[Paleopsych] Science News: 'Stuart Little' mouse soon to have a human brain

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'Stuart Little' mouse soon to have a human brain

[Science News]:

It will look like any ordinary mouse, but for America's scientists a
tiny animal threatens to ignite a profound ethical dilemma.

In one of the most controversial scientific projects ever conceived, a
group of university researchers in California's Silicon Valley is
preparing to create a mouse whose brain will be composed entirely of
human cells.

Researchers at Stanford University have already succeeded in breeding
mice with brains that are one per cent human cells.

In the next stage they plan to use stem cells from aborted foetuses to
create an animal whose brain cells are 100 per cent human.

Prof Irving Weissman, who heads the university's Institute of
Cancer/Stem Cell Biology, believes that the mice could produce a
breakthrough in understanding how stem cells might lead to a cure for
diseases such as Parkinson's and Alzheimer's disease.

The group is waiting for a key American government-sponsored report, due
this month, that will decide just how much science can blur the
distinction between man and beast.

Last week, however, the university's ethics committee approved the
research, under certain conditions. Prof Henry Greely, the head of the
committee, said: "If the mouse shows human-like behaviours, like
improved memory or problem-solving, it's time to stop."

He accepted that the project might seem "a little creepy", but insisted:
"It's not going to get up and say 'Hi, I'm Mickey'. Our brains are far
more complicated."

Biologists know such creatures as "chimeras", after the mythical Greek
monster that was part-lion, part-goat and part-serpent.

Prof Weissman said that there was no way of knowing whether the
"human-mice" would develop any human characteristics until after they
were born. In previous experiments, pigs with human blood have been
developed at a clinic in Minnesota. Last year, the University of Nevada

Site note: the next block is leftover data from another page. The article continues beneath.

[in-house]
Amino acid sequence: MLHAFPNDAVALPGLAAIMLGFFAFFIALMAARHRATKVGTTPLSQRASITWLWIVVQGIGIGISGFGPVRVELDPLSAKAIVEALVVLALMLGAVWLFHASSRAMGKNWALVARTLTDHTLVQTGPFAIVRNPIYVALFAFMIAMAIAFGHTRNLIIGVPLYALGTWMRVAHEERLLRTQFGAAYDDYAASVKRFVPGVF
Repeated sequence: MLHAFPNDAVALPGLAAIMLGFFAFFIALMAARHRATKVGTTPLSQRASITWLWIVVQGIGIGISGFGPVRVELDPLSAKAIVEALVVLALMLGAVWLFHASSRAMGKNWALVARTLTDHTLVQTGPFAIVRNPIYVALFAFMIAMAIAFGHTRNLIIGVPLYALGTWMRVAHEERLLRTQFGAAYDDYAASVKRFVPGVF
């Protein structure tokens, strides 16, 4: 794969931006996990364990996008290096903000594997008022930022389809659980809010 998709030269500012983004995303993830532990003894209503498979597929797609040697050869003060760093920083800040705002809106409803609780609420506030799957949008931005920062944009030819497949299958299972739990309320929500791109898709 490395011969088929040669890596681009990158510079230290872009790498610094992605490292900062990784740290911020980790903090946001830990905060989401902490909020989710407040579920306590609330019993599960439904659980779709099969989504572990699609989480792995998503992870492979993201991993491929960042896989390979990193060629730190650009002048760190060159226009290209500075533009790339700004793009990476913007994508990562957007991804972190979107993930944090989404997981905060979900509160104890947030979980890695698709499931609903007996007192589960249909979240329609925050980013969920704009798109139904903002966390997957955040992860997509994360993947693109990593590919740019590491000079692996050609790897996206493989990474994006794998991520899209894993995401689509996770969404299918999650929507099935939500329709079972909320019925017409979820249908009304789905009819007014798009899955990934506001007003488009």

produced sheep whose livers were 80 per cent human and could one day be
used for transplants.

An inquiry into laying down rules for research using stem cells from
human embryos was launched last summer by America's National Academies
of Science. The government-sponsored report, said to be in draft form,
will govern stem cell research in the private sector. It comes at a time
of growing confusion in America over the limits of stem cell research.

President George W Bush halted government-funded research during his
first term of office but several states, including California, have
since passed laws that allow support for stem cell projects from local

At hearings in Washington last October, Prof Weissman argued strongly
against a ban on "chimera mice". He believes that the mice would behave
like any others, but said that he would monitor the experiment closely
and destroy them at the slightest suggestion of human-like brain

Supporters of stem cell research at Stanford University include the
actor Michael J Fox, who suffers from Parkinson's disease. Fox provided
the voice for Stuart Little, Hollywood's version of the "human mouse'',
who talks, has human parents and lives in a New York apartment.

Opponents of Prof Weissman's work accept that his mice are unlikely to
show such obvious human traits, but voice concerns that the brain cells
would begin to organise themselves in a way that was more human than
mouse. There is growing unease over whether human stem cells could
migrate to other parts of the animals, creating human sperm or eggs in
their reproductive systems.

Should two such "chimera mice" mate, it could lead to the nightmarish
scenario of a human embryo trapped in a mouse's womb. William Cheshire,
a neurology professor from the Mayo Clinic in Florida and a Christian
activist, has called for a ban on any research that destroys a human
embryo to create a new organism.

"We must be careful not to violate the integrity of humanity or of
animal life,'' he said. "Research projects that create human-animal
chimeras risk disturbing fragile ecosystems, endanger health and affront
species integrity.''

In a recent article for the conservative Weekly Standard magazine,
Wesley Smith, a consultant for the Centre for Bioethics and Culture
warned that "biotechnology is becoming dangerously close to raging out
of control''.

He wrote: "Scientists are engaging in increasingly macabre experiments
that threaten to mutate nature and the human condition." (Agencies)

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